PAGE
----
The Unsustainability of Current Sustainable Development

Recently, Heliopolis University (HU) was honoured by a visit from Dr. Michael Braungart, innovator in the field of sustainable development and co-founder of the concept of Cradle to Cradle (C2C). He spoke for an interested audience of students and staff in particular from the Faculties of Engineering and Business and Economics. Corien Hoek from the Dutch SEKEM Friends Association summarized the content of his lecture for the SEKEM News.

“Let’s be good instead of just less bad.” Dr. Michael Braungart

In his talk, Dr. Braungart emphasised the need to develop sustainably in a positive sense: “Do not start from reducing bad habits of polluting the air, producing less harmful products or reducing the acts of destroying diversity, but rather stop these harmful activities altogether and find other solutions. Let’s be good instead of just less bad”. He explains that there is no need to think about how to destroy a diminished quantity of harmful particles that remain after using the product, because products can also be designed without these particles. The entrepreneur has to ask key questions first: What’s in my product? What’s next after its use? What resources does it take to make it? At the design stage, the developer already chooses resources that are either biodegradable or have continuous use in other products. This is the concept for Cradle to Cradle design and gives practical leads for the sustainability slogan “use, reuse and recycle”.

Materials as biological or technological nutrients

Dr. Michael Braungart has been active in this field for over 30 years. In 2002, he and his partner William McDonough published the book “Cradle to Cradle: Remaking the way we make things.” In this book, they launched the new idea of looking at materials as biological or technological nutrients. What used to be seen as waste is really input for other products, or food for people, animals, plants or other natural systems. The positive consequence is that human beings will feel proud instead of guilty as they are contributing something good to the system and do not only cause problems as climate change for instance. Besides, C2C makes us all part of the feeding system, creating nutrients for each other. Hence, every new born creature is indeed given a welcome as the more diversity of beings there is, the more material can be nutrients and opportunities for innovative products.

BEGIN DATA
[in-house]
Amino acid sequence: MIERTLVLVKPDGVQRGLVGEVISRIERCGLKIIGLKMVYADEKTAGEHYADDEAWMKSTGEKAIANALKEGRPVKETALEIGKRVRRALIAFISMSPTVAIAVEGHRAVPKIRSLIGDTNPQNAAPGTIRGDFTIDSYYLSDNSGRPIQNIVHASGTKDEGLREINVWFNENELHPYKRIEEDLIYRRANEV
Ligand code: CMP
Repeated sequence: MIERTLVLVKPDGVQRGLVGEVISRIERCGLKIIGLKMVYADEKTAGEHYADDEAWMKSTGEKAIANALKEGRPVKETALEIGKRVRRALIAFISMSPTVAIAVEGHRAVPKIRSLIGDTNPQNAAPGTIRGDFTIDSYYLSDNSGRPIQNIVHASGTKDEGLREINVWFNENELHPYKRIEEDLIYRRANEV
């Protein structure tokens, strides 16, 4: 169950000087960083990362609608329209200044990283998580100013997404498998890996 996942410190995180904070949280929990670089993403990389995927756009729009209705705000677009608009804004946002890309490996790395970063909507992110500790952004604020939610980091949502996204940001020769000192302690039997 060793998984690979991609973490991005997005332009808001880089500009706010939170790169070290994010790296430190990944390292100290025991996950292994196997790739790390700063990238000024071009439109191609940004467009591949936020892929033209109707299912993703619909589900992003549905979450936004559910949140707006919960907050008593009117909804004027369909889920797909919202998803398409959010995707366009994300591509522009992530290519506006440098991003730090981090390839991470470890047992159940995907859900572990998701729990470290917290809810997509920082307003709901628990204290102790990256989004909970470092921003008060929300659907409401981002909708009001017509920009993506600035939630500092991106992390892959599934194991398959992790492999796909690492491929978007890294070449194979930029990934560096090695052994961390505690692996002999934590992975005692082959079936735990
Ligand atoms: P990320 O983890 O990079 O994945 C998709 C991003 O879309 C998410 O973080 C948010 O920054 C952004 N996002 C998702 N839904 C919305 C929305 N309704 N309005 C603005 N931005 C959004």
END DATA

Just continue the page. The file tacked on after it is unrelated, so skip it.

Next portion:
Dr. Michael Braungart inspired the audience with his new way of thinking about production, lifecycles, waste and food and about our wellbeing.

The sustainability expert discusses a new concept of ownership that serves realising the goals of C2C. “You do not need to own washing machines, cars, tv sets and so forth. You only need the service that enables you to wash, drive or watch programmes. If you only buy hours of washing, driving and watching and not pay for the materials (because they are biodegradable or recyclable) the product will be less costly”, he explains. The entrepreneur can thus opt for a higher quality, using better biodegradable and recyclable materials, leaving out the harmful ingredients, that are often a result of keeping costs low.

“If you only buy hours of washing, driving and watching and not pay for the materials the product will be less costly.”

The Cradle to Cradle Products Innovation Institute was established to set a product standard accordingly. This has developed into a certificate given to products that meet the C2C-criteria. It encourages and supports entrepreneurs to embark on this process of innovation and quality in product design.

The audience was inspired by Dr. Michael Braungart’s thinking anew about production, lifecycles, waste and food and about our wellbeing. He concluded his talk by expressing his appreciation for the HU: “The innovation in sustainable development in the HU’s vision is very important for the future.” As professor for Eco-Design at Leuphana University, Germany and at Erasmus University, in the Netherlands, he looks forward to cooperate with the HU through exchange of students and  staff as well as knowledge and experience.

Corien Hoek is a member of the SEKEM Friends Association of the Netherlands and supports Heliopolis University twice a year for two months, contributing to the Core Program in the field of sustainable development and Islamic arts.

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